Until you learn otherwise, always assume that an image you didn’t create is copyrighted by someone else. If you can contact the person who generated the content, ask them if it’s copyrighted. Even if it is, you may end up having a fruitful conversation.
Photo by Tim Savage from Pexels
Are quotations protected by copyright?
Quote shirts are fun, easy to produce, and they can sell well if you touch the right social nerve at the right time. As with visual content, it’s entirely fine to invent your own quotation for a shirt, or to quote a saying that’s commonly used by average people. It’s also okay to quote a phrase from a public speech or event, but trouble can start when you pull quotations from copyrighted pieces of work. Best to stay away from quotes and taglines out of famous movies, books, songs, and so forth.
Let’s break this down further into another set of “dos” and “don’ts” …
• Works from authors who died at least 70 years ago
• Everyday sayings
• Short phrases that don’t fully quote the phrase they reference
• Public domain images
• Royalty free images
• Culturally relevant parodies that change the words and meaning of the original phrase
• Your original creations
Do not print
• Quotes from living authors
• Words from authors who died less than 70 years ago
• Material marked with the copyright symbol ©
• Trademarked material
• Corporate taglines or content
How to copyright a design for t-shirts
Copyright registration is easy to do online. It costs a few bucks, but you can copyright multiple works in the same application, so it’s a very low fee if you do several designs at a time. Visit the copyright registration page for full instructions.
Still have questions? the Copyright Office’s Circular 1C is about 10 pages long and covers most other topics.
Effective Date of Registration
When you register a copyright, you’ll be required to provide copies of all the copyrighted images. Your copyright becomes effective as soon as the Copyright Office receives your images, completed registration form, and payment.
Still have questions? Visit www.copyright.gov or contact US Logo for more help.
How much does it cost to copyright a design?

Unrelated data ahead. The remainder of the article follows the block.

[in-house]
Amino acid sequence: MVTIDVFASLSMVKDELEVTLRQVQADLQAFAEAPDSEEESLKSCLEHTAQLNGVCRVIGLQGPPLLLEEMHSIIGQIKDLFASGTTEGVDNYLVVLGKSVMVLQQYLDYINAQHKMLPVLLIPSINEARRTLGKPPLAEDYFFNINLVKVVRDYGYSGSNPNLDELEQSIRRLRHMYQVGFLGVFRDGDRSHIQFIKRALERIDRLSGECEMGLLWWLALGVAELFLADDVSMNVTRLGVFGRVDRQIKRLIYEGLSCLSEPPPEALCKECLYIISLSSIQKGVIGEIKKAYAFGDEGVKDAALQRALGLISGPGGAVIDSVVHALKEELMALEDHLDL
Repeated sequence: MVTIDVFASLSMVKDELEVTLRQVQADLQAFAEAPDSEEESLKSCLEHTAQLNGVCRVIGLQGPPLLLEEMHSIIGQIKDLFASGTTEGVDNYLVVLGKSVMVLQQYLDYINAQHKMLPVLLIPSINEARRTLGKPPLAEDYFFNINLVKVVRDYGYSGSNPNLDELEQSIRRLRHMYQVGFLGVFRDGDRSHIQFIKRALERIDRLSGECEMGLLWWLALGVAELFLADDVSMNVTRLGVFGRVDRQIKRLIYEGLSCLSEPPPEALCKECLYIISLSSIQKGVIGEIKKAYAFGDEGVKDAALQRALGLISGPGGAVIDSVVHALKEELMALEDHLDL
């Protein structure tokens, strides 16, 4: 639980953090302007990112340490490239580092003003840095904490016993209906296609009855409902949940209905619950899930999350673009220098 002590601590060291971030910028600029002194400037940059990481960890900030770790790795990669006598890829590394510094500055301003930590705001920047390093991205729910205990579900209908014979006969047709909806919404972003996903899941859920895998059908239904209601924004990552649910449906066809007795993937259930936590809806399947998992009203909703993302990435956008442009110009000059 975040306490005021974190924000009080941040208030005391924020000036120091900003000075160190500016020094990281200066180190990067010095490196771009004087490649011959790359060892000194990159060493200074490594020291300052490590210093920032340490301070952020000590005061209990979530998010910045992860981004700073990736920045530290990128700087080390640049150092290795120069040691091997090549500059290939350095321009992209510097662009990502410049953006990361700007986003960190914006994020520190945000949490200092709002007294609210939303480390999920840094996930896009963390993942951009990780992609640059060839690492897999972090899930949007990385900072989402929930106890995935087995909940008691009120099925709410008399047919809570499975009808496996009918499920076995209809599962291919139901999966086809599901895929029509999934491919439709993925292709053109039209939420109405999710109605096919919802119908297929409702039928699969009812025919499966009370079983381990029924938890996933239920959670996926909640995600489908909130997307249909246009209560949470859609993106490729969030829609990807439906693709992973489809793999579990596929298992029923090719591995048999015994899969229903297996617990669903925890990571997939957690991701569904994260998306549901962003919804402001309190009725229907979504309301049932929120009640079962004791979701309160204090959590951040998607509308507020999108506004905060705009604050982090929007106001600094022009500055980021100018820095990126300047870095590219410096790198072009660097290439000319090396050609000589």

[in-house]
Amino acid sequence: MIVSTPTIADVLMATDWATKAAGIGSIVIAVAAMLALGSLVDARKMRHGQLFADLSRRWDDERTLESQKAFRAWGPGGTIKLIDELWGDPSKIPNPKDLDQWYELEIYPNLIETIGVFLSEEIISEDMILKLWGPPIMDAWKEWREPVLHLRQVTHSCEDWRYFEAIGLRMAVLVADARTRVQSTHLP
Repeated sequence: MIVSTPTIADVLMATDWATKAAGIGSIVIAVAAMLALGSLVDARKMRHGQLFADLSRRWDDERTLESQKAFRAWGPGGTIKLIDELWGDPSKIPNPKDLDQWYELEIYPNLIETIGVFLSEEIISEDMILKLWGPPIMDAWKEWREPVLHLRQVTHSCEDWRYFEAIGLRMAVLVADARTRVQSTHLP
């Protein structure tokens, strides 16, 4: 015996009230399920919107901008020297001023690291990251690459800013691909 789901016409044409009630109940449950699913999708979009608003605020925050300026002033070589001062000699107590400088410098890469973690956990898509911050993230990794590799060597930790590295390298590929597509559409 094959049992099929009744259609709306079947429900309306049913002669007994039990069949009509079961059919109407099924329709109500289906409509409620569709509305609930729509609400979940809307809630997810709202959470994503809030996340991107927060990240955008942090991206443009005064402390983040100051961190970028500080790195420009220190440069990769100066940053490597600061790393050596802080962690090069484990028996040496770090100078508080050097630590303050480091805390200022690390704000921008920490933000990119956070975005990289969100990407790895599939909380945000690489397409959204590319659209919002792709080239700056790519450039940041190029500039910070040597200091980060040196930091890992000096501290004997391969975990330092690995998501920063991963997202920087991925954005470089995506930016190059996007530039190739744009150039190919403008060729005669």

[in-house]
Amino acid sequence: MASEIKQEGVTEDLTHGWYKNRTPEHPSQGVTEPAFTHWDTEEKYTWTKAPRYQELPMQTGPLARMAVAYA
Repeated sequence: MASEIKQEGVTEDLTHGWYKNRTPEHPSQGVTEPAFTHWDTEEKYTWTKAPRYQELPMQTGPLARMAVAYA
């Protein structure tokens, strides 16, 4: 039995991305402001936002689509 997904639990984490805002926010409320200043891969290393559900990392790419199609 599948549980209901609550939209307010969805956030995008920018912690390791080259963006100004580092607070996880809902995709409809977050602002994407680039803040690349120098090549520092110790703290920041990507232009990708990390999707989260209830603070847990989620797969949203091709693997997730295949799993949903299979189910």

Electronic registration costs $55 as of March 20, 2020, not a bad price to pay to keep your work from being appropriated by others.
If your shirt idea needs a famous face, book, or sports team for the concept to work, and you think it has big commercial potential, it is possible to obtain rights from most organizations and individuals. Some cost less than others, and many can be prohibitively expensive, demanding five-figure fees for any reproduction of their faces, materials, or whatever. Cost can also depend on the situation. Celebrities frequently give nonprofit organizations free use of their images. If you have a nonprofit client with a good cause that wants t-shirts featuring a famous athlete, it’s worth a phone call to the athlete’s agent. You might be surprised how willing they are to help.
The world’s largest repository of royalty free images of all kinds can be found at https://search.creativecommons.org/. This is a worldwide platform where artists share original material for general use. Creative Commons is an incredible resource, and it survives on donations, so if you like it, toss a few bucks their way, so it will still be there next time you need it.
Another excellent photo sharing site is https://unsplash.com/. This website has a huge library of amazing photography that rivals the quality of for-profit stock photo sites. But unlike Creative Commons, you won’t find any clip art or vector art here; just photos.
Copyright law can be a bit overwhelming at first glance, but it’s really just common sense. This article should keep you on safe ground, as long as you err on the side of caution. And remember, originality keeps you safe, and it keeps your creative muscles strong.
Talk to us
Copyright law is in place for good reasons; so that artists like you can protect their work. A clear understanding of the law will help you focus on creating new ideas, even when they’re derivative of existing cultural references. Give us a call at (316) 264-1321 with any questions you have. Our customer service representatives and graphic designers can help you get your design ideas to market with no concerns about copyright backlash.
Disclaimer: Even though we have a good grasp on copyright laws and principles of copyright laws, we are not lawyers